Update, Monday June 2: The EPA's new climate rules are out — here is our newest, updated overview of the policy.
On Monday, June 2, the Obama administration will announce its most sweeping policy yet to address global warming — a new rule to cut carbon-dioxide emissions from coal- and gas-fired power plants across the United States.
But wait! How can Obama do this without Congress? The trick is he'll be working through the Environmental Protection Agency (EPA), which already has the legal authority to regulate US greenhouse gases.
Now the administration is going even further. On June 2, the EPA will propose a rule to cut carbon-dioxide emissions from the nation's existing coal- and natural gas-fired power plants. The Wall Street Journal reports that the rule will require power plants to reduce their emissions up to 30 percent below 2005 levels by 2030. (That's a roughly 17 percent cut from current levels.)
The EPA has a fair bit of leeway in designing this rule, and the precise details will matter a lot. A strict rule that cuts power-plant pollution sharply could help the Obama administration achieve its goal of cutting overall US greenhouse-gas emissions 17 percent below 2005 levels by 2020. Officials hope that meeting this goal will help persuade other countries like China to do more to address climate change.
But there are risks, too. A rule that's too stringent or badly designed could impose high costs on power plants and hike consumers' electric bills. That, in turn, could trigger a backlash from Congress — which has the power to take away the EPA's authority. What's more, the EPA is entering uncertain legal territory with this rule, and there's always a chance that the courts decide the agency has exceeded its legal mandate and strike down the regulation.
So here's a rundown of what we know about the existing power plant rule so far — and why they're likely to be so controversial:
Give me the basics. What is the EPA doing?
On June 2, the EPA will propose a new rule to regulate carbon-dioxide emissions from the nation's existing coal- and gas-fired power plants.
For now, this is only a proposal. The EPA will spend the next year gathering comments from electric utilities, environmentalists, and anyone who cares to weigh in. It will then issue a final regulation that takes effect in 2015. States will then have until 2016 to draw up plans to implement the rule.
Early reports suggests that the EPA will set overall emissions limits for each individual state. Power companies in those states will then have a variety of options for cutting their emissions — using more efficient technology, boosting their use of solar or wind or nuclear, or even joining regional cap-and-trade systems that require companies to pay to emit carbon-dioxide.
There's a lot at stake here. Coal and natural gas plants were responsible for about 38 percent of all US carbon-dioxide emissions in 2012:
Sources of US carbon dioxide emissions 2012
So, if you like, this is equivalent to a roughly 6 percent cut in overall US emissions. (Or about 1 percent of global emissions.)
Why is the EPA regulating carbon-dioxide?
Technically, the agency is required to by law. Back in 2007, the Supreme Court ruled that the EPA had to regulate carbon-dioxide under the existing Clean Air Act so long as there was evidence that the gas endangered public health. Most scientists agree that it does — and, in 2009, the EPA issued an "endangerment finding" to that effect.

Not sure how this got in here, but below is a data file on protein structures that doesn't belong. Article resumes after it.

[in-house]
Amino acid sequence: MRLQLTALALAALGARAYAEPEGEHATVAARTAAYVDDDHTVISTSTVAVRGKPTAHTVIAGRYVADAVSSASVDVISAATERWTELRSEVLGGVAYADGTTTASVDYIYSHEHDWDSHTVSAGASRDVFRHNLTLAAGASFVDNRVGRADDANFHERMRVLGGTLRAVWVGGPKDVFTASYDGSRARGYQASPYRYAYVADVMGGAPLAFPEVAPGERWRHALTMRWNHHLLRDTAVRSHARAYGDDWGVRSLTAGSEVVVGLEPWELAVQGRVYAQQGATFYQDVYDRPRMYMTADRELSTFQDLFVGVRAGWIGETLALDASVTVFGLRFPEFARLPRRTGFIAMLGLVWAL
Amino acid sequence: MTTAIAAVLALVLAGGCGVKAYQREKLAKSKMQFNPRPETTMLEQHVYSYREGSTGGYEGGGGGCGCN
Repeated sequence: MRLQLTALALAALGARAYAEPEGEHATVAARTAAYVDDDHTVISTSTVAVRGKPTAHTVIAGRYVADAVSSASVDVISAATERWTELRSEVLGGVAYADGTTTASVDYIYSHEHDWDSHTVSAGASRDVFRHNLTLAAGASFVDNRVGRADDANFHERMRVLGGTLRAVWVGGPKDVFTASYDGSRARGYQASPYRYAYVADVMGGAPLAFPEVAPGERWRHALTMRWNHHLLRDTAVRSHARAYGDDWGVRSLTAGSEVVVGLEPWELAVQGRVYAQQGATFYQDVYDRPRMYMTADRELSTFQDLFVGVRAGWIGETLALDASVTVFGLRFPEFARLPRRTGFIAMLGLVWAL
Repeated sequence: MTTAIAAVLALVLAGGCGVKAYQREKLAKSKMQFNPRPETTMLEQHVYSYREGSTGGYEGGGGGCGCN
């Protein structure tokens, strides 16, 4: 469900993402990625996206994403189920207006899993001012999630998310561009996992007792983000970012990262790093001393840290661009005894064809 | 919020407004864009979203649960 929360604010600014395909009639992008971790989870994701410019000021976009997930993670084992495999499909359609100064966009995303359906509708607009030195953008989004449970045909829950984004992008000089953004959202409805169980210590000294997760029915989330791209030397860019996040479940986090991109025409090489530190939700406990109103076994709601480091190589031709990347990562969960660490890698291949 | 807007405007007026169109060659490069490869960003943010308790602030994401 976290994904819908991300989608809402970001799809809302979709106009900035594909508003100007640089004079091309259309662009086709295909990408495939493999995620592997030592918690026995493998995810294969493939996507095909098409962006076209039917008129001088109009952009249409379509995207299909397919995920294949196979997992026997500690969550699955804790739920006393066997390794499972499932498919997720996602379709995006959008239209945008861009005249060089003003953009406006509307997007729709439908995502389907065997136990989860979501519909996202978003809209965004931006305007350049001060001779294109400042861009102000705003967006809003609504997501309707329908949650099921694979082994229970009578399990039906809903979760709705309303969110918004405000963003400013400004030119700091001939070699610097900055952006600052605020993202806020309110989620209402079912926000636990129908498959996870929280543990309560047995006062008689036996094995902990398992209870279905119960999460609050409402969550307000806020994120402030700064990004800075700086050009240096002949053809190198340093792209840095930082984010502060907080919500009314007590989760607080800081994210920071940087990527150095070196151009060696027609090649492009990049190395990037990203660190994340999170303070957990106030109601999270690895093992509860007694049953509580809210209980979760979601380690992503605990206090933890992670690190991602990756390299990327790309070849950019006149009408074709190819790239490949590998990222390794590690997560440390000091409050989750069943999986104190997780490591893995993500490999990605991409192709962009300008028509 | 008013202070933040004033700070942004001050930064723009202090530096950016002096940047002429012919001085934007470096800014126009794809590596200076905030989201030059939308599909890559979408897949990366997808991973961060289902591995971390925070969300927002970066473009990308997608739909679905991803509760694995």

That finding set in motion a complex chain of events: The EPA first began regulating carbon-dioxide emissions from cars and light trucks — ratcheting up fuel-economy standards to 54.5 miles per gallon by 2025. Next, the agency required all future coal- and gas-fired plants to meet certain carbon standards. That rule will effectively make it impossible for anyone to build a new coal plant in the United States unless the plant can capture its carbon emissions and store them underground (a technology that's still in its infancy).
Now the EPA is turning its attention to existing power plants, using section 111(d) of the Clean Air Act. This is a relatively untested section of the Clean Air Act, and the agency has a fair bit of leeway in how to apply this section to carbon-dioxide.
How will the EPA's power plant rules work, exactly?
At a basic level, the EPA will propose a "performance standard" requiring a certain level of emissions cuts from power plants. Each state will then have to come up with a plan to implement those standards.
We still don't know the full details, but it looks like the EPA will set overall emissions limits for each state — and give states plenty of flexibility in how to keep their power plants under that limit.
So, for instance, coal power plants could adopt more efficient technology. Or maybe electric utilities could switch from coal to slightly cleaner natural gas. Or perhaps they could boost their supply of wind or solar or nuclear power. Or promote energy efficiency in homes. Or power plants could join some sort of emissions-trading scheme. (Nine states in the Northeast already have a program like this, called RGGI.)
One key challenge: The agency will likely set different goals for each state, since every part of the United States has a different energy profile. The Great Plains region, for instance, uses a lot of coal, while the Pacific has very little:
Many environmental groups, including the Natural Resources Defense Council, favor this "systems-based" approach, since the flexibility will allow electric utilities to make the steepest cuts at a lower cost.